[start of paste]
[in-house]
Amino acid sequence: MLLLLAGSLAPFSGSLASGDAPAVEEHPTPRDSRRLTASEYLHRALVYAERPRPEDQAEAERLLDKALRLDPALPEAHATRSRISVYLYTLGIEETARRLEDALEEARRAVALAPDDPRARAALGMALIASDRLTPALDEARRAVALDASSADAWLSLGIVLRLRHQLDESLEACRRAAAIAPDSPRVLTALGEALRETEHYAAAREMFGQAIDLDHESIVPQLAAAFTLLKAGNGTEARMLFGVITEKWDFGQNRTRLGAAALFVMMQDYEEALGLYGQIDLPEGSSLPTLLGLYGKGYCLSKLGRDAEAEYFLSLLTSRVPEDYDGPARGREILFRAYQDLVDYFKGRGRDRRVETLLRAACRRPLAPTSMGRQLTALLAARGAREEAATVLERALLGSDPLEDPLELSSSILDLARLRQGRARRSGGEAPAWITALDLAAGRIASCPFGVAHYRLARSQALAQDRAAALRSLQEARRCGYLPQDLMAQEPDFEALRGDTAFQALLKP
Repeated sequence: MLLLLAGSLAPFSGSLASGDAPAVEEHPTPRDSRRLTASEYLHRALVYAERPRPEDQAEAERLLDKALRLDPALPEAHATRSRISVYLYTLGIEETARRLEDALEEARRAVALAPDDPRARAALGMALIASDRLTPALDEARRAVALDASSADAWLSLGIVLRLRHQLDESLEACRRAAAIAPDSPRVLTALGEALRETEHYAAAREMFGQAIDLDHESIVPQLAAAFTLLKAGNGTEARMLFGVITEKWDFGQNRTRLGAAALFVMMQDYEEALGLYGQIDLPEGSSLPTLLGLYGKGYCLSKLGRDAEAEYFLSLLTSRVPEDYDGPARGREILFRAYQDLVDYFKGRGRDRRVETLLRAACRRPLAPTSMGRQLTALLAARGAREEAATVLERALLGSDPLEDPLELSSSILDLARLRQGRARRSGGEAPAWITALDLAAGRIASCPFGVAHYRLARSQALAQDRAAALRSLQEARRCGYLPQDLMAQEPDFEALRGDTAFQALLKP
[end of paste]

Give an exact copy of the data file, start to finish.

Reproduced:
[in-house]
Amino acid sequence: MLLLLAGSLAPFSGSLASGDAPAVEEHPTPRDSRRLTASEYLHRALVYAERPRPEDQAEAERLLDKALRLDPALPEAHATRSRISVYLYTLGIEETARRLEDALEEARRAVALAPDDPRARAALGMALIASDRLTPALDEARRAVALDASSADAWLSLGIVLRLRHQLDESLEACRRAAAIAPDSPRVLTALGEALRETEHYAAAREMFGQAIDLDHESIVPQLAAAFTLLKAGNGTEARMLFGVITEKWDFGQNRTRLGAAALFVMMQDYEEALGLYGQIDLPEGSSLPTLLGLYGKGYCLSKLGRDAEAEYFLSLLTSRVPEDYDGPARGREILFRAYQDLVDYFKGRGRDRRVETLLRAACRRPLAPTSMGRQLTALLAARGAREEAATVLERALLGSDPLEDPLELSSSILDLARLRQGRARRSGGEAPAWITALDLAAGRIASCPFGVAHYRLARSQALAQDRAAALRSLQEARRCGYLPQDLMAQEPDFEALRGDTAFQALLKP
Repeated sequence: MLLLLAGSLAPFSGSLASGDAPAVEEHPTPRDSRRLTASEYLHRALVYAERPRPEDQAEAERLLDKALRLDPALPEAHATRSRISVYLYTLGIEETARRLEDALEEARRAVALAPDDPRARAALGMALIASDRLTPALDEARRAVALDASSADAWLSLGIVLRLRHQLDESLEACRRAAAIAPDSPRVLTALGEALRETEHYAAAREMFGQAIDLDHESIVPQLAAAFTLLKAGNGTEARMLFGVITEKWDFGQNRTRLGAAALFVMMQDYEEALGLYGQIDLPEGSSLPTLLGLYGKGYCLSKLGRDAEAEYFLSLLTSRVPEDYDGPARGREILFRAYQDLVDYFKGRGRDRRVETLLRAACRRPLAPTSMGRQLTALLAARGAREEAATVLERALLGSDPLEDPLELSSSILDLARLRQGRARRSGGEAPAWITALDLAAGRIASCPFGVAHYRLARSQALAQDRAAALRSLQEARRCGYLPQDLMAQEPDFEALRGDTAFQALLKP